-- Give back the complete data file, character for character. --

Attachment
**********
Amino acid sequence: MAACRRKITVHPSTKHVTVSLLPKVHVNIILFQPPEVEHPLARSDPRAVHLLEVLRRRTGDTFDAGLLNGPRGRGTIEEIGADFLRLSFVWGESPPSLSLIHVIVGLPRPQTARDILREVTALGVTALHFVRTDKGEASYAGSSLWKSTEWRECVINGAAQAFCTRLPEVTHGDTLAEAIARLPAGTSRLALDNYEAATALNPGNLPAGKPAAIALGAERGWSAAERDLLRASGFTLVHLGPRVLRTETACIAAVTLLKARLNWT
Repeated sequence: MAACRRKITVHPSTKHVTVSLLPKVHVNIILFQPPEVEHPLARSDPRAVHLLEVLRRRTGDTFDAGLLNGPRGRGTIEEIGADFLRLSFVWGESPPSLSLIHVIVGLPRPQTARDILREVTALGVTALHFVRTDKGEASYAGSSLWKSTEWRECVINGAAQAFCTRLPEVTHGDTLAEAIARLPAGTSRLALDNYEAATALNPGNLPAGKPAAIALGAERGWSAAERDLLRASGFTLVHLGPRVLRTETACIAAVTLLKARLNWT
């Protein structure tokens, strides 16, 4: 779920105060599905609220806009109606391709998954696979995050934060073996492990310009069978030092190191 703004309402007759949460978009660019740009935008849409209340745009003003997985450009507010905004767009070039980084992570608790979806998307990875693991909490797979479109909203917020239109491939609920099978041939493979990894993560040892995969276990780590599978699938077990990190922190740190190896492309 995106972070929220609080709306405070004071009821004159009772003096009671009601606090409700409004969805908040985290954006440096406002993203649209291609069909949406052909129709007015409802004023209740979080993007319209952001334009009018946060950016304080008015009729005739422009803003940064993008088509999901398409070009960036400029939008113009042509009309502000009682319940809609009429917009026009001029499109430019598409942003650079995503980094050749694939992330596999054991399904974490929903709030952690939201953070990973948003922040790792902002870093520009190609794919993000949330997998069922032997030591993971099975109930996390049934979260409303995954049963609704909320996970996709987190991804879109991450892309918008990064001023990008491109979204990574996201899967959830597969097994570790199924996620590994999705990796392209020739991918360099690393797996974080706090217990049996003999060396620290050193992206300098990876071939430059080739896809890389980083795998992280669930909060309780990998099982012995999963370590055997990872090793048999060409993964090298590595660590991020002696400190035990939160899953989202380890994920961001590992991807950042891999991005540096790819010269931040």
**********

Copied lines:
Amino acid sequence: MAACRRKITVHPSTKHVTVSLLPKVHVNIILFQPPEVEHPLARSDPRAVHLLEVLRRRTGDTFDAGLLNGPRGRGTIEEIGADFLRLSFVWGESPPSLSLIHVIVGLPRPQTARDILREVTALGVTALHFVRTDKGEASYAGSSLWKSTEWRECVINGAAQAFCTRLPEVTHGDTLAEAIARLPAGTSRLALDNYEAATALNPGNLPAGKPAAIALGAERGWSAAERDLLRASGFTLVHLGPRVLRTETACIAAVTLLKARLNWT
Repeated sequence: MAACRRKITVHPSTKHVTVSLLPKVHVNIILFQPPEVEHPLARSDPRAVHLLEVLRRRTGDTFDAGLLNGPRGRGTIEEIGADFLRLSFVWGESPPSLSLIHVIVGLPRPQTARDILREVTALGVTALHFVRTDKGEASYAGSSLWKSTEWRECVINGAAQAFCTRLPEVTHGDTLAEAIARLPAGTSRLALDNYEAATALNPGNLPAGKPAAIALGAERGWSAAERDLLRASGFTLVHLGPRVLRTETACIAAVTLLKARLNWT
């Protein structure tokens, strides 16, 4: 779920105060599905609220806009109606391709998954696979995050934060073996492990310009069978030092190191 703004309402007759949460978009660019740009935008849409209340745009003003997985450009507010905004767009070039980084992570608790979806998307990875693991909490797979479109909203917020239109491939609920099978041939493979990894993560040892995969276990780590599978699938077990990190922190740190190896492309 995106972070929220609080709306405070004071009821004159009772003096009671009601606090409700409004969805908040985290954006440096406002993203649209291609069909949406052909129709007015409802004023209740979080993007319209952001334009009018946060950016304080008015009729005739422009803003940064993008088509999901398409070009960036400029939008113009042509009309502000009682319940809609009429917009026009001029499109430019598409942003650079995503980094050749694939992330596999054991399904974490929903709030952690939201953070990973948003922040790792902002870093520009190609794919993000949330997998069922032997030591993971099975109930996390049934979260409303995954049963609704909320996970996709987190991804879109991450892309918008990064001023990008491109979204990574996201899967959830597969097994570790199924996620590994999705990796392209020739991918360099690393797996974080706090217990049996003999060396620290050193992206300098990876071939430059080739896809890389980083795998992280669930909060309780990998099982012995999963370590055997990872090793048999060409993964090298590595660590991020002696400190035990939160899953989202380890994920961001590992991807950042891999991005540096790819010269931040």